Schedules tend to be so demanding in our lives. As an urban Mennonite Church, my youth come from over 20 different high schools this year, and our families are part of at least 7 different school districts. Not only do we have multiple recreational activities, extra curricular opportunities, and demanding academic workloads, we also rarely find time to connect with people who live so far away from us and go to different schools.
Technology tends to be so overwhelming in our lives. Nearly every youth and adult in our congregation has a phone and is on a computer nearly daily. Facebook, blogs, emails, texts, tweets, and countless other ways of interacting and accessing information are part of our daily (and sometimes hourly) existence.
How do we exist in this era of opportunity and information overload?
Christians, Anabaptists, and Mennonites have been story people ever since we joined Jesus in carrying the story of the Jews, and ever since Mary, Stephen, Paul, Peter, and Lydia kept sharing stories and testimonies. The early church communities grew, bonded, saved and redeemed through telling and hearing each other’s stories and testimonies. I believe stories will keep saving the church community today, and pave the way for the growing future of the church.
Convention is a unique opportunity in our lives as Mennonites. Where else do we hear about the national, and even global, work and call of the church in such a concise and potent time? The week at Convention is less than 1% of the two years between conventions. Yet in that 1% of our life, we are exposed to, engaged with, and evangelized by the very good news that Jesus’ story is being realized in many different communities and settings. We learn that God is still inviting us, that Jesus is still showing us, and that the Holy Spirit is still helping us to love each other.
Sometimes we are so busy and distracted with schedules and technology that we start to forget. We start to forget that the crucial part of life is taking time to reflect and to remember that we are part of a bigger picture. Too often our families and youth view church attendance as a back-up plan if nothing else is going on. Too often we do not know the value of our liturgical community, and therefore do not know how it exists in a life with sports, music, academia, recreation, etc. I challenge the post-modern, emergent, post-Christendom churches and youth to define the unique and soulful role of the faith community in our lives. Where else do we reflect and remember that there is a bigger picture?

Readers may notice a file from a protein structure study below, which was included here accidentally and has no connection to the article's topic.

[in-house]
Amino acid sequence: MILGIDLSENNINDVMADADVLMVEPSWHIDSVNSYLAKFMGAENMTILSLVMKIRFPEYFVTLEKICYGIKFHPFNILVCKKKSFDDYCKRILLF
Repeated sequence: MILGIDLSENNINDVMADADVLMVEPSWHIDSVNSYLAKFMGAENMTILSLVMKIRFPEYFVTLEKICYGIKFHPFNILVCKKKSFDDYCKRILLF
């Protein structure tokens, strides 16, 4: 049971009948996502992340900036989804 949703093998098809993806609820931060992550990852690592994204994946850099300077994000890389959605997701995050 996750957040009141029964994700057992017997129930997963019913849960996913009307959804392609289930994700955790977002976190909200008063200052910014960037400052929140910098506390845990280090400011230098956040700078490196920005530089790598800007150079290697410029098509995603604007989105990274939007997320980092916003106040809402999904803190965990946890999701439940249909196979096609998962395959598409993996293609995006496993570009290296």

Stories are our tool for reflection. Stories confront us with practices, theologies and experiences that challenge the notions of empire, addictions, violence, and demons that Jesus taught against and proactively engaged. Stories remind us that our GPA, orchestral seat, college selection, and career are not the only things in life. Stories give us hope beyond national politics, sickness and disease, poverty, and destructive relationships.
I pray that conventions continue to be flooded with testimonies. We have so many options in life – how many of them bring thousands of people together to share current and ancient stories and testimonies? How many of them require us to bond to each other, to God, to Jesus and to the Holy Spirit? I pray my youth accept this invitation to reflect on their lives, to be evangelized by the larger church community, and to also learn how to share their good news with other Mennonites.
Tory Doerksen is Pastor of Children and Youth Faith Formation with First Mennonite – Denver. Tory grew up in Prescott Valley, Ariz., before attending Bethel College, KS and then attending George Fox Evangelical Seminary in Portland. Along with his wife, Crystal, he has been a Service Adventure Leader in Lebanon, Oregon and Youth Venture Leader in Northern Ireland. They now live in Denver along with their infant daughter, Quinn, and toddler son, Rian. Hobbies and passions include string bass, song writing, reading new and ancient theology, and running.